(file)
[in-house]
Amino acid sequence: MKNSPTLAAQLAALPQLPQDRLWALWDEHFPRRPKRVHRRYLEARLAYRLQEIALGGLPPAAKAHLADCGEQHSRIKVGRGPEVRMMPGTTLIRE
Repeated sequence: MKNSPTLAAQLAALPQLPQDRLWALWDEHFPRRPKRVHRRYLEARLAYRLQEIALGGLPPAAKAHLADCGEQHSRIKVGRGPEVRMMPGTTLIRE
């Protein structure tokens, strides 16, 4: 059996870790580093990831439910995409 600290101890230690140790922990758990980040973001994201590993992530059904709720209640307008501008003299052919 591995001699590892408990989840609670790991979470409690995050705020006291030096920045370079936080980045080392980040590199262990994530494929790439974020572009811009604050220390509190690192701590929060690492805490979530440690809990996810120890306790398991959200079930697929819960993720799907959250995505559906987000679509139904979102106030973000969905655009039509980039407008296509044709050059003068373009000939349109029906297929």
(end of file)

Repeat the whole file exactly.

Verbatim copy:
[in-house]
Amino acid sequence: MKNSPTLAAQLAALPQLPQDRLWALWDEHFPRRPKRVHRRYLEARLAYRLQEIALGGLPPAAKAHLADCGEQHSRIKVGRGPEVRMMPGTTLIRE
Repeated sequence: MKNSPTLAAQLAALPQLPQDRLWALWDEHFPRRPKRVHRRYLEARLAYRLQEIALGGLPPAAKAHLADCGEQHSRIKVGRGPEVRMMPGTTLIRE
């Protein structure tokens, strides 16, 4: 059996870790580093990831439910995409 600290101890230690140790922990758990980040973001994201590993992530059904709720209640307008501008003299052919 591995001699590892408990989840609670790991979470409690995050705020006291030096920045370079936080980045080392980040590199262990994530494929790439974020572009811009604050220390509190690192701590929060690492805490979530440690809990996810120890306790398991959200079930697929819960993720799907959250995505559906987000679509139904979102106030973000969905655009039509980039407008296509044709050059003068373009000939349109029906297929």